Endocrinology Question 2

Answer & Critique

Correct Answer: C

Educational Objective: Diagnose the multiple endocrine neoplasia type 2 (MEN2) syndrome.

Key Point

Medullary thyroid cancer, pheochromocytoma, and primary hyperparathyroidism occur in patients with multiple endocrine neoplasia type 2A (MEN2A).

This patient is most likely to develop primary hyperparathyroidism. He has symptoms related to catecholamine excess from a pheochromocytoma and has a personal and family history of medullary thyroid cancer. This is typical of multiple endocrine neoplasia type 2A (MEN2A) resulting from a mutation in the RET proto-oncogene. Primary hyperparathyroidism due to multiple gland hyperplasia frequently occurs in patients with MEN2A. Patients with primary hyperparathyroidism may present with symptoms related to hypercalcemia (polydipsia, polyuria, and constipation), or the hyperparathyroidism may be found during an evaluation for osteoporosis or nephrolithiasis. Pheochromocytomas in MEN2A are usually benign and intra-adrenal in location, but can be multiple or bilateral.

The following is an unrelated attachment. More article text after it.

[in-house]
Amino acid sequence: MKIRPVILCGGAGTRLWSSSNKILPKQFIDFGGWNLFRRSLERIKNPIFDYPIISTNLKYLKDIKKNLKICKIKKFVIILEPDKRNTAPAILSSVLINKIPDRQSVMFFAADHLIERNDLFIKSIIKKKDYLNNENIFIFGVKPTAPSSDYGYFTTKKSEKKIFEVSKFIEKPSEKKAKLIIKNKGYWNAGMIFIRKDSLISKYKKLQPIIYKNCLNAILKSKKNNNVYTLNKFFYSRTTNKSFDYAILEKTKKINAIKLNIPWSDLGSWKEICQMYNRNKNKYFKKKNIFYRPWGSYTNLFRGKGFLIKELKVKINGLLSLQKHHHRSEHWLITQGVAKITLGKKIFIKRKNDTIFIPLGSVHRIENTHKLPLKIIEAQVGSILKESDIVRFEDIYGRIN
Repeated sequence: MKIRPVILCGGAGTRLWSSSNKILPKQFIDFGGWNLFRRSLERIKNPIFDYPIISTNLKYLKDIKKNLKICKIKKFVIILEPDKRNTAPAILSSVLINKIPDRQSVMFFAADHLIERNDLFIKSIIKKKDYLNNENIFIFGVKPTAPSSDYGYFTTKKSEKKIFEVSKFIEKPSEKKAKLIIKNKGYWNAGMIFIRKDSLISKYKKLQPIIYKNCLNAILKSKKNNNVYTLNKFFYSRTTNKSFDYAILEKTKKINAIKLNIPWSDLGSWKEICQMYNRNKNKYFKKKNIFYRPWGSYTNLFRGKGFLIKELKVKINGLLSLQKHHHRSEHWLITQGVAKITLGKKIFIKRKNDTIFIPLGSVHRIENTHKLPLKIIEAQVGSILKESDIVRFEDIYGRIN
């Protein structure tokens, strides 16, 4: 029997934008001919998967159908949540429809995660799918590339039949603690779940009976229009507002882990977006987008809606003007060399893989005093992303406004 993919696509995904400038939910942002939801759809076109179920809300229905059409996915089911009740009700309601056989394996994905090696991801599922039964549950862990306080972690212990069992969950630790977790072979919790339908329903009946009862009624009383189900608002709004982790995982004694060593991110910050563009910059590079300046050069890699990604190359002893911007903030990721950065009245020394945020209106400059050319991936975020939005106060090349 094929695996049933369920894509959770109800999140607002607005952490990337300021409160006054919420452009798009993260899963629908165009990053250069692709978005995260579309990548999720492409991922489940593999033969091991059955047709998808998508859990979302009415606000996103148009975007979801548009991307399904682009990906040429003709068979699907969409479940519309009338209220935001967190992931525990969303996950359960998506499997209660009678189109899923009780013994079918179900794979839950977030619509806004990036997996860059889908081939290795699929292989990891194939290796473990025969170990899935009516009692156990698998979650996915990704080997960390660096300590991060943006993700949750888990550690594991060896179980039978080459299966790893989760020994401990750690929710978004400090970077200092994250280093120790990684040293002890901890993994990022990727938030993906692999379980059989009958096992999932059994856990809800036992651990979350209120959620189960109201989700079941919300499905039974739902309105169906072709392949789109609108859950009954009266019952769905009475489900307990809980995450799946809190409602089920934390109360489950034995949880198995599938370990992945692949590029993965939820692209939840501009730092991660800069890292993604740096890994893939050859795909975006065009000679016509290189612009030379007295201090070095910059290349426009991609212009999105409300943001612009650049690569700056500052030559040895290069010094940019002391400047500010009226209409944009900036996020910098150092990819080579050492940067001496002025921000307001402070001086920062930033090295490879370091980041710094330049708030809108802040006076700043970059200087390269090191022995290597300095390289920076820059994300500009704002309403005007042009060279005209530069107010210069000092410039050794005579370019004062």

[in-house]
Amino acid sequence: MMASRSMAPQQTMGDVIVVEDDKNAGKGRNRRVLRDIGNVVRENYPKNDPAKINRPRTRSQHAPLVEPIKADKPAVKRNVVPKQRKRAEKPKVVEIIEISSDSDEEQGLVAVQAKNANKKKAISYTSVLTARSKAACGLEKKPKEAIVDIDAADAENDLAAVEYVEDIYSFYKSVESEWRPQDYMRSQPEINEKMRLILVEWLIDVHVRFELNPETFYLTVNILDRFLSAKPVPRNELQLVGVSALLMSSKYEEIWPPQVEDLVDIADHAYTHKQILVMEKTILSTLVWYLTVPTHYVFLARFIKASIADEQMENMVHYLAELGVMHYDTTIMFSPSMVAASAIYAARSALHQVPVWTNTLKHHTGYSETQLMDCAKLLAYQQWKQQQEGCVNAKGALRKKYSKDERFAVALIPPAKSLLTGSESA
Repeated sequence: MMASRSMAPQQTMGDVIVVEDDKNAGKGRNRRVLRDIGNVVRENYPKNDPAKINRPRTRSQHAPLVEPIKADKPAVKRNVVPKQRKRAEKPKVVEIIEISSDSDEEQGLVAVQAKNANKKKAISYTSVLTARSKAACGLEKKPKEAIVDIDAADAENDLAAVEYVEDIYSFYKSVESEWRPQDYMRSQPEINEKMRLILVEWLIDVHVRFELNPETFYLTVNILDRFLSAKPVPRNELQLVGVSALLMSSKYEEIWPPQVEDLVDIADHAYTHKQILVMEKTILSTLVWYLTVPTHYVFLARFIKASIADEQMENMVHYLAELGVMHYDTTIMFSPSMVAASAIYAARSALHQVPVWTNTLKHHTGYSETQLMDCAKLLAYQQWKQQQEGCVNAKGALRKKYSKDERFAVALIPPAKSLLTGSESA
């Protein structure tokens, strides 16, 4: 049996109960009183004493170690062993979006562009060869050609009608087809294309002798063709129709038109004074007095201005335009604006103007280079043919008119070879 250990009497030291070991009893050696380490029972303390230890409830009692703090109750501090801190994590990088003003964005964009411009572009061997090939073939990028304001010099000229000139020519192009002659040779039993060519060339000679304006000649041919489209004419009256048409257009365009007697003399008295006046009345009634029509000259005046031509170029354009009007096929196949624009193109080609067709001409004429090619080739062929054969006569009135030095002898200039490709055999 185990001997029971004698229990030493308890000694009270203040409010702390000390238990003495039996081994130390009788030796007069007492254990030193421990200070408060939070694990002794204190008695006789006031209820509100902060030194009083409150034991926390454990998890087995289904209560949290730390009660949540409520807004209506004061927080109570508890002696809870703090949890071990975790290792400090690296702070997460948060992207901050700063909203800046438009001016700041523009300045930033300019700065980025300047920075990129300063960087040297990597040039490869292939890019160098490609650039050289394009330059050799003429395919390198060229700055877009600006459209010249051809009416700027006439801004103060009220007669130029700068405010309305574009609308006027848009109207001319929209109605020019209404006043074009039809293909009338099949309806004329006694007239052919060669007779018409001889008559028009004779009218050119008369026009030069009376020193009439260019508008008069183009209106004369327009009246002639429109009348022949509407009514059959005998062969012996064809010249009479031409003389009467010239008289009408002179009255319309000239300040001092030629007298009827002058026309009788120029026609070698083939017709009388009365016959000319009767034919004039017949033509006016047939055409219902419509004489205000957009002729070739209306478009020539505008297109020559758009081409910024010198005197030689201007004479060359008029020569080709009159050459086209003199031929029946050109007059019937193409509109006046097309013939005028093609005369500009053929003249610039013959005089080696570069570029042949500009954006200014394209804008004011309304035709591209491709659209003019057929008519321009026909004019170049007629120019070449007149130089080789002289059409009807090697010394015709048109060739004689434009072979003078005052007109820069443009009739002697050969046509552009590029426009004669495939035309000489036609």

Insulinoma and prolactinoma occur in multiple endocrine neoplasia type 1 (MEN1). In MEN1, one mutated allele of the MEN1 gene is usually inherited, and a somatic mutation in the other allele is later acquired and results in the formation of neoplasia. The most common endocrine disorder in MEN1 is primary hyperparathyroidism resulting from one or more parathyroid adenomas.

Neurofibroma is not a clinical feature of MEN2A. Neurofibromas, café-au-lait spots, and pheochromocytoma are among the clinical features of the autosomal dominant disorder neurofibromatosis type 1.

Bibliography

Krampitz GW, Norton JA. RET gene mutations (genotype and phenotype) of multiple endocrine neoplasia type 2 and familial medullary thyroid carcinoma. Cancer. 2014 Jul 1;120(13):1920-31. PMID: 24699901

This content was last updated in January 2016.

Bottom of Form

Powered ByCareerCast